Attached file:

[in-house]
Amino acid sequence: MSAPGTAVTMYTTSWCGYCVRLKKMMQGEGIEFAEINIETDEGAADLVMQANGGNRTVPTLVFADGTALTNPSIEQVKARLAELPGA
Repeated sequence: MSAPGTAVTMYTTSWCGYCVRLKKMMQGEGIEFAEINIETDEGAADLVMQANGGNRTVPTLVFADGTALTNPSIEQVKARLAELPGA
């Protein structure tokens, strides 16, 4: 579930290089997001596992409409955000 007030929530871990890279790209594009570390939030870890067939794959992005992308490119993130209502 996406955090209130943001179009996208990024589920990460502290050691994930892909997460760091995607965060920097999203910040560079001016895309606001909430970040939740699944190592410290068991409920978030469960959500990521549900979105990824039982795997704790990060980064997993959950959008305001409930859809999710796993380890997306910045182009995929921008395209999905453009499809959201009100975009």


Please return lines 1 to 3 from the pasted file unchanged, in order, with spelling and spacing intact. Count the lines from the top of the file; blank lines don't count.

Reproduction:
[in-house]
Amino acid sequence: MSAPGTAVTMYTTSWCGYCVRLKKMMQGEGIEFAEINIETDEGAADLVMQANGGNRTVPTLVFADGTALTNPSIEQVKARLAELPGA
Repeated sequence: MSAPGTAVTMYTTSWCGYCVRLKKMMQGEGIEFAEINIETDEGAADLVMQANGGNRTVPTLVFADGTALTNPSIEQVKARLAELPGA